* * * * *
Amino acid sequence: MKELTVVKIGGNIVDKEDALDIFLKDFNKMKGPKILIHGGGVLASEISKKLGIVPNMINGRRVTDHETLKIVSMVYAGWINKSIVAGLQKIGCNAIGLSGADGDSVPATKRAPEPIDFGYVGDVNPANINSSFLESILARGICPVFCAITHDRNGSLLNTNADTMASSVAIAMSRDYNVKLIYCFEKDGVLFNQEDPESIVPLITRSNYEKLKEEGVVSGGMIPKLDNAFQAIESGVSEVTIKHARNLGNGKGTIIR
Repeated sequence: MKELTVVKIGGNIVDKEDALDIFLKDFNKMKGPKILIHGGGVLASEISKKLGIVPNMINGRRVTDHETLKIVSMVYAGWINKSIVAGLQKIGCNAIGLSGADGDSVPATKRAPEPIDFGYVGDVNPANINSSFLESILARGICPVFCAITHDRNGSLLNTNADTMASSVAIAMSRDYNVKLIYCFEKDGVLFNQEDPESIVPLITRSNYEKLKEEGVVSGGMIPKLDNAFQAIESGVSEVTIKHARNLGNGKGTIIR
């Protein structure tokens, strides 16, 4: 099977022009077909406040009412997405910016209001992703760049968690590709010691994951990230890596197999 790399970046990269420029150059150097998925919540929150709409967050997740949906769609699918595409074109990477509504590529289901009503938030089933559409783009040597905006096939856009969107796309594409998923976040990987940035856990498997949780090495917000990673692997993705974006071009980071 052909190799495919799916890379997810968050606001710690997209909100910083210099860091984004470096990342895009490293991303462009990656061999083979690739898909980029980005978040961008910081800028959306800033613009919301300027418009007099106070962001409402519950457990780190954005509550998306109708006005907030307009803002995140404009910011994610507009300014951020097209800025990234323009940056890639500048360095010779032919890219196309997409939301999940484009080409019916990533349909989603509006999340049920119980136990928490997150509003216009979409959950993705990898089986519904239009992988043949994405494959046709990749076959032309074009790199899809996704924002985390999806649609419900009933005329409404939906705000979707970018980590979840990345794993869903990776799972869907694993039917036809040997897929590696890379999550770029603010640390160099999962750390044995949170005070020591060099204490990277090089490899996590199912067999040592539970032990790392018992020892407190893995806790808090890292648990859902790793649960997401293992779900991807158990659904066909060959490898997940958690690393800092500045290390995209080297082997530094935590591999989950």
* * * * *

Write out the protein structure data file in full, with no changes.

Amino acid sequence: MKELTVVKIGGNIVDKEDALDIFLKDFNKMKGPKILIHGGGVLASEISKKLGIVPNMINGRRVTDHETLKIVSMVYAGWINKSIVAGLQKIGCNAIGLSGADGDSVPATKRAPEPIDFGYVGDVNPANINSSFLESILARGICPVFCAITHDRNGSLLNTNADTMASSVAIAMSRDYNVKLIYCFEKDGVLFNQEDPESIVPLITRSNYEKLKEEGVVSGGMIPKLDNAFQAIESGVSEVTIKHARNLGNGKGTIIR
Repeated sequence: MKELTVVKIGGNIVDKEDALDIFLKDFNKMKGPKILIHGGGVLASEISKKLGIVPNMINGRRVTDHETLKIVSMVYAGWINKSIVAGLQKIGCNAIGLSGADGDSVPATKRAPEPIDFGYVGDVNPANINSSFLESILARGICPVFCAITHDRNGSLLNTNADTMASSVAIAMSRDYNVKLIYCFEKDGVLFNQEDPESIVPLITRSNYEKLKEEGVVSGGMIPKLDNAFQAIESGVSEVTIKHARNLGNGKGTIIR
């Protein structure tokens, strides 16, 4: 099977022009077909406040009412997405910016209001992703760049968690590709010691994951990230890596197999 790399970046990269420029150059150097998925919540929150709409967050997740949906769609699918595409074109990477509504590529289901009503938030089933559409783009040597905006096939856009969107796309594409998923976040990987940035856990498997949780090495917000990673692997993705974006071009980071 052909190799495919799916890379997810968050606001710690997209909100910083210099860091984004470096990342895009490293991303462009990656061999083979690739898909980029980005978040961008910081800028959306800033613009919301300027418009007099106070962001409402519950457990780190954005509550998306109708006005907030307009803002995140404009910011994610507009300014951020097209800025990234323009940056890639500048360095010779032919890219196309997409939301999940484009080409019916990533349909989603509006999340049920119980136990928490997150509003216009979409959950993705990898089986519904239009992988043949994405494959046709990749076959032309074009790199899809996704924002985390999806649609419900009933005329409404939906705000979707970018980590979840990345794993869903990776799972869907694993039917036809040997897929590696890379999550770029603010640390160099999962750390044995949170005070020591060099204490990277090089490899996590199912067999040592539970032990790392018992020892407190893995806790808090890292648990859902790793649960997401293992779900991807158990659904066909060959490898997940958690690393800092500045290390995209080297082997530094935590591999989950």